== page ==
Bottom right from left: Kali Tambree and Jaimie Crumley, student co-coordinators of the Black Feminism Initiative.

The UCLA Newsroom recently spotlighted the UCLA Black Feminism Initiative, which was launched by the Center for the Study of Women in 2019 under the leadership of Dr. Sarah Haley. Its mission is to support, develop and perpetuate Black feminist scholarship and ideas among the campus community. It also offers mutual aid for the interdisciplinary approach and community-engaged research of its graduate students. Dr. Haley believes this initiative will make higher education and UCLA more aware of the work of Black feminists of the past, present, and future.

“In the current cultural moment, Black feminism has a lot to teach us all about institutionalized modes of care, and institutionalized modes of harm,” Dr. Haley is quoted as saying about the Black Feminism Initiative. To read the fully story written by Jessica Wolf, click HERE.

 

Click HERE to learn more about the Black Feminism Initiative and click HERE to learn more about the Center for the Study of Women.

 

In the latest interview of the book series, we learn that one in four people went to debtors’ prison. The Poverty of Disaster is a historical account of financial insecurity in Eighteenth-Century England. Dr. Tawny Paul‘s approach to look at everyday economics and how it impacts the social and emotional lives of the English middle class leads to uncovering how incarceration and fear played a role in the precariousness of their status. This book also speaks to the economic crisis today and traces the continuities of a capitalist system. 
Interview Chapters:
0:00 – Intro
0:36 – Genesis of the Book
1:49 – Book summary
3:48 – Other major findings, including debtor’s prison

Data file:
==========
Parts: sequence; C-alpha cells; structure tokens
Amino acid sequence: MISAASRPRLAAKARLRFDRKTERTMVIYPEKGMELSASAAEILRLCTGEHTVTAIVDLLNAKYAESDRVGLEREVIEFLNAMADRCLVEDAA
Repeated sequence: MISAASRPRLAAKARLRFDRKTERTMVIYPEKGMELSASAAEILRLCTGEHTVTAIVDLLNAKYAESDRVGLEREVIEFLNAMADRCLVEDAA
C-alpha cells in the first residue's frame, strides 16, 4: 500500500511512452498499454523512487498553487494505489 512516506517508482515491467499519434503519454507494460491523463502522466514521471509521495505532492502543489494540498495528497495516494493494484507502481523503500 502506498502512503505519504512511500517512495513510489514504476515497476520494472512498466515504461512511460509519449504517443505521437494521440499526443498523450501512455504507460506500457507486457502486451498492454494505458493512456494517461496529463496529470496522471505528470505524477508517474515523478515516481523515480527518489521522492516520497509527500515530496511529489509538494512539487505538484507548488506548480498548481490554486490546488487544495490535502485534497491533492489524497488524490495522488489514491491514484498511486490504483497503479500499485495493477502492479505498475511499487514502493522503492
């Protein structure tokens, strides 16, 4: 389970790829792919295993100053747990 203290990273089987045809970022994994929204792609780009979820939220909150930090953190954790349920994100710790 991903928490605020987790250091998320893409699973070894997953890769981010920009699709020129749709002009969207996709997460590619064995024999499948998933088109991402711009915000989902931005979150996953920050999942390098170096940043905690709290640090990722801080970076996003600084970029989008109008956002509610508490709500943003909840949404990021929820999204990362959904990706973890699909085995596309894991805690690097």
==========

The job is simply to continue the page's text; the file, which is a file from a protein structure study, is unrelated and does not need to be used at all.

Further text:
5:20 – The role of fear
7:55 – How findings connect to current events
10:59 – Who would benefit from reading this book?

To learn more, check out Dr. Paul’s book The Poverty of Disaster: Debt and Insecurity in Eighteenth-Century Britain.

 

Subscribe to L.A. Social Science and be the first to learn more insight and knowledge from UCLA’s Division of Social Science experts and other faculty about upcoming video/audio sessions and posts about current issues.

The UCLA California Policy Lab (CPL) recently released a new Data Point focused on the “Lost Wages Assistance” program that started on September 7th in California. After Congress couldn’t come to an agreement about a second stimulus plan, the President put forth this program. CPL’s research team found that about 192,000 California workers will not qualify to receive the $300 benefit, because they do not already receive at least $100 in unemployment insurance benefits. The vast majority (82.5%) of people who will be ineligible to receive the $300 benefit are adults over the age of 20. Over 60% of ineligible claimants are female and over 57% have a high school degree or less.

UCLA Director of the California Policy Lab, Dr. Till von Wachter, told The Sacramento Bee, “While the program will be a temporary boost for unemployed Californians, it’s a 50% reduction from the $600 that unemployed Californians were previously receiving.”

 

 

To read the “Data Point,” click HERE.

To read CPL’s latest policy briefs on this issue, click HERE.